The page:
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Getting to the Heart

November 4, 2005

Mari Kodama

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By Robert Commanday

Boldness and the unexpected are at the core of Beethoven and that spirit informed Mari Kodama's remarkable piano recital in Grass Valley Friday. It was in a hall at the Nevada County fairgrounds. Four Beethoven sonatas are not what one would expect as the opening of the season, the 24th for Music in the Mountains, its Fall Fest weekend, certainly not when the capper is the Hammerklavier , the B flat sonata, No. 106.

Coming first, the three sonatas of Opus 10 drew the listener deeply into Beethoven, setting up a dual-faceted preparation for the mountain to follow. While remaining distinctive individually, heard in succession, the three set up the language, the style and the manner of that great imagination. Then when the Hammerklavier burst onto the senses, the elements of his musical language seemed to explode. The full import of the quantum leap between Op. 10 and Op. 106 became clear.

This happened in the most powerful way because Kodama 's artistry established in the recital's first half an expressive focus that was unerring and true. The playing was highly refined, clean, lucid, finely nuanced. And she has the range of temperament to suit this music. In Op. 10, No. 1 in C minor, with the particularity of her phrasing, the gentleness of the response to the assertive beginning heightened the insistency of the restless, intense movement. In this sonata, she grasped and controlled the large ideas exactly right.

Up to the task

Op. 10, No. 2 is another personality altogether. Kodama played up the humor and the flashes of temperament. Her playing was as exquisite as it must be to bring off the harmonic switchbacks and the quirkiness of the amusing faux fugue. Apparently, she is en route to encompass the entire Beethoven cycle, having recorded two discs of Beethoven sonatas issued last year. In comparison to those performances, Friday's revealed her advance in poise, flexibility of expression, and subtlety.

WIth Op. 10, No. 3, Beethoven took a large step toward his later style. He launched the sonata with a willful gesture of a kind that became a signature. Kodama led the way into this enlarging statement, her playing ever bigger. The "Largo e mesto" is the tragic Beethoven, and Kodama gave it the space and feeling, the pathos that makes this work a turning point. With this sonata, Beethoven goes back to the four-movement design, continuing with a minuet that's a charm and a finale with surprises in the harmonies and a lightness that she captured.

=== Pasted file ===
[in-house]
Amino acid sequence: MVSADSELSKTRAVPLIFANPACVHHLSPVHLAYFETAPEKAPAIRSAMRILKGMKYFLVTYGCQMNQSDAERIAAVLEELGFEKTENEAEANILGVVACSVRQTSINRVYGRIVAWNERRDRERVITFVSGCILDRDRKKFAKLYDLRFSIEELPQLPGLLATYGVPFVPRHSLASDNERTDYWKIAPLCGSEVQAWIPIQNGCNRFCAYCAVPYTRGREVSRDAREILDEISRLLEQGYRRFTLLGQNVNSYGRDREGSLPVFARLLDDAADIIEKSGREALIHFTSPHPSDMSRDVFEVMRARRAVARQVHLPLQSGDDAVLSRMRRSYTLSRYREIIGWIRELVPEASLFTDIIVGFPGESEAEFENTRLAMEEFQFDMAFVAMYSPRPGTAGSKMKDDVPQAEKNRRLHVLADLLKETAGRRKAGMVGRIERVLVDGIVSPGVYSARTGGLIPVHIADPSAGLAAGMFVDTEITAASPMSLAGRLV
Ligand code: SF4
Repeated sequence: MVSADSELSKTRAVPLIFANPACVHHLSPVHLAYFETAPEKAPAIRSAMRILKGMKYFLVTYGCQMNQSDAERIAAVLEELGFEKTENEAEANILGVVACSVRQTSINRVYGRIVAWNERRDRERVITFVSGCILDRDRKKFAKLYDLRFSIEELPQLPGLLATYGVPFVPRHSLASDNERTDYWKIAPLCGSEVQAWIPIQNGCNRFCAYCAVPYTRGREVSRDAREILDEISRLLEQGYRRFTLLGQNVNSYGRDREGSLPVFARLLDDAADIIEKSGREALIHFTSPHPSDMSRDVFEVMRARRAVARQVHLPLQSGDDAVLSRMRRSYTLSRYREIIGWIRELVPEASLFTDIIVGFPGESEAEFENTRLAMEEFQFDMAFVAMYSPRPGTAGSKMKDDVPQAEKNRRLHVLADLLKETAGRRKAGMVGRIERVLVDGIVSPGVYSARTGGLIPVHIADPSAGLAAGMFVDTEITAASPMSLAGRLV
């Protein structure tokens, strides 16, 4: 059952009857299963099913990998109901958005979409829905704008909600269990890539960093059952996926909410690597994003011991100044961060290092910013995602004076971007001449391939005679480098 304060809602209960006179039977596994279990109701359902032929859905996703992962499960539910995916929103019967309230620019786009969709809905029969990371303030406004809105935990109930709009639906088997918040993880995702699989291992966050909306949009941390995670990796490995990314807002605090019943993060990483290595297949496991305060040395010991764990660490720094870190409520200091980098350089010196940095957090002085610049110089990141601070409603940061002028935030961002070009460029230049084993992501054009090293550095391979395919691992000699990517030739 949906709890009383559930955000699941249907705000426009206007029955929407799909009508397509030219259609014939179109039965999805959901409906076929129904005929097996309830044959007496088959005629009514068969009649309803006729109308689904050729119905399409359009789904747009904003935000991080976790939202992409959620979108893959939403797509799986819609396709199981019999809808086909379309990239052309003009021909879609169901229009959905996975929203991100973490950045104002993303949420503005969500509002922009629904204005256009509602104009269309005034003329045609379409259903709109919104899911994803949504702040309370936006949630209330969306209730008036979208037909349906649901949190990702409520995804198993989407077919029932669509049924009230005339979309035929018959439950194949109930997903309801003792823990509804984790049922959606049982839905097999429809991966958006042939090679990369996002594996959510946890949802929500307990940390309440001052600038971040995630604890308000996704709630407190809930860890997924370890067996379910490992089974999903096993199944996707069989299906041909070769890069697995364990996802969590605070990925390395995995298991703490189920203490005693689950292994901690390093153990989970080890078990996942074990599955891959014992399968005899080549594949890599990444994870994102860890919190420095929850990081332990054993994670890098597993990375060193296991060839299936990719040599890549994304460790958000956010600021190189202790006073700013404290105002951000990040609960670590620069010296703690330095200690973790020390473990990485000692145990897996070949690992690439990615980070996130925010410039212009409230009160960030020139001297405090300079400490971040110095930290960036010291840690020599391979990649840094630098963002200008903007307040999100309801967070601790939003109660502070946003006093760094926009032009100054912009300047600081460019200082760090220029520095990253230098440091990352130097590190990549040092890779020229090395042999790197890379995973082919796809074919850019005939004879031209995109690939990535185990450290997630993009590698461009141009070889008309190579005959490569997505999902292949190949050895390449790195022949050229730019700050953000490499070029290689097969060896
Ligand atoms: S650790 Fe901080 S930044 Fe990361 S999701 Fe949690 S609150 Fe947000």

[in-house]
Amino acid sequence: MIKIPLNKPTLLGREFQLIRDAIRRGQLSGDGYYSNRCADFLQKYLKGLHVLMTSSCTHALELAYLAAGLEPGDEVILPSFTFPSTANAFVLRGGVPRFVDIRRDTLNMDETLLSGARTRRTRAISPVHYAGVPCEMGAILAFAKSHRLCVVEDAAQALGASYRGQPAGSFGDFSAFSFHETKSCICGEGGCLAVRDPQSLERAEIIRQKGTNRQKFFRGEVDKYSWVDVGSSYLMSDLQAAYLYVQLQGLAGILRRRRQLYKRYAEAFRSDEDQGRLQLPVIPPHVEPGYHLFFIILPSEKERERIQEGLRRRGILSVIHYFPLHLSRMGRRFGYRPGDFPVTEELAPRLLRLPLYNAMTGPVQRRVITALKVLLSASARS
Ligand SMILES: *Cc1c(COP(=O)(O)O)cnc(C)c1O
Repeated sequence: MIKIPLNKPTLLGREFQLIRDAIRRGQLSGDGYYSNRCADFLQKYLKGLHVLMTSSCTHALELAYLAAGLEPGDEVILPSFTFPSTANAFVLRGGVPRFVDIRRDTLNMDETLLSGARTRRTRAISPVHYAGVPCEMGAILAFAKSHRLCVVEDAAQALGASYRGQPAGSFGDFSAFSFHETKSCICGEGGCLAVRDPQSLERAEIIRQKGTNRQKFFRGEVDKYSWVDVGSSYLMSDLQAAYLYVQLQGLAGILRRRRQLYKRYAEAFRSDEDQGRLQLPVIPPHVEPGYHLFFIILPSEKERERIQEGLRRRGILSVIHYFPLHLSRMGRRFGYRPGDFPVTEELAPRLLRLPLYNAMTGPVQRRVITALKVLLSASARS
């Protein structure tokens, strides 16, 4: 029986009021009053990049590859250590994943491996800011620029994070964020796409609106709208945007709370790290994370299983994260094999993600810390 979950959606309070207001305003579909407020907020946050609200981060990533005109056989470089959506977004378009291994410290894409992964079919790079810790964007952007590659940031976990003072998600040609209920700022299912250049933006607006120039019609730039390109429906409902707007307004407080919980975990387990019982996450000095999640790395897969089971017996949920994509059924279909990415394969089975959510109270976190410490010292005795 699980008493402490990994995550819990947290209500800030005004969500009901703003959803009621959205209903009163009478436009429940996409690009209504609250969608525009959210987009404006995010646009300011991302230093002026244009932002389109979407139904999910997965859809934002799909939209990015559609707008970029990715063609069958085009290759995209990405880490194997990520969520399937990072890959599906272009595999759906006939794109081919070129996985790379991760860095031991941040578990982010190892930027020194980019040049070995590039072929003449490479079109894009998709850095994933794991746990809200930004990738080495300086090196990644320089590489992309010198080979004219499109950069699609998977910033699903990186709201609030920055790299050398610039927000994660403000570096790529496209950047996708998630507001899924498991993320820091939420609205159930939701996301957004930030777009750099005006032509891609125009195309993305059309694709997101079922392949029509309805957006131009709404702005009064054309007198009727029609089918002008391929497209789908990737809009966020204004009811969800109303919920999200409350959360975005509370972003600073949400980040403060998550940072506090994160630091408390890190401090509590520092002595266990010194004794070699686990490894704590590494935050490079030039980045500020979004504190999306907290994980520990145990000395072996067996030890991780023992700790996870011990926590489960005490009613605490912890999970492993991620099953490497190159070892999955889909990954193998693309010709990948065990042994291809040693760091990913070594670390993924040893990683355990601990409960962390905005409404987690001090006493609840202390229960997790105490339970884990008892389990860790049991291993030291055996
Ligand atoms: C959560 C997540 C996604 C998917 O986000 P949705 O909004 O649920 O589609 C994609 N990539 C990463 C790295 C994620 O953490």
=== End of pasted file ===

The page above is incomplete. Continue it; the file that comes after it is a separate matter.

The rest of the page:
For all pianists living and dead, the Hammerklavier is a work in progress, no one coming away from it with the feeling that that time it was "just right." To Kodama's full credit, she found the power that bursts out of the jolting opening thrust and sustained the great structure built from those first chords. She kept re-generating the force of this movement in the big contrasts and clashes of the ideas. The scherzo, spinning along with its jerky, dotted rhythm, has a startling interruption and flashes that would seem to keep it going on and on, but it jumps ahead. Then it unexpectedly abbreviated as if in deliberate impatience to get on to the monumental adagio. It is more than that, nearly 17 minutes in length, and Kodama, reaching for the long line of it, was persuasive in this fantasy of feeling. It moves from meditation to the sublime and yet goes beyond to the finest of pianissimo, disappearing conclusions.The movement must still be impassioned to make the deepest effect and that didn't quite happen. It is the heart of the challenge of this adagio, how to achieve that intensity and yet sustain the line. There was enough in the performance to promise her finding those depths as she lives with the work.

The finale is the breaker or maker. Kodama created the manic contrasts in the largo introduction that lead to the powerhouse fugue fantasy. Its subject is so long and fast as to seem to defy forging into counterpoint. Kodama went for it, catapulting full tilt through all the eruptions, taking chances and winning. It was a propulsive end to a fully involving evening. In lesser hands, it would have been exhausting. In hers, it was exhilarating. She may have had a personal professional agenda that led her to present such a challenging program for an audience unknown to her; but in the outcome, it was a high compliment to that crowd and the festival, and a success.

(Robert P. Commanday, founding editor of San Francisco Classical Voice, was the music critic of The San Francisco Chronicle, 1965-93, and before that a conductor and lecturer at the University of California, Berkeley.)

©2005 Robert Commanday, all rights reserved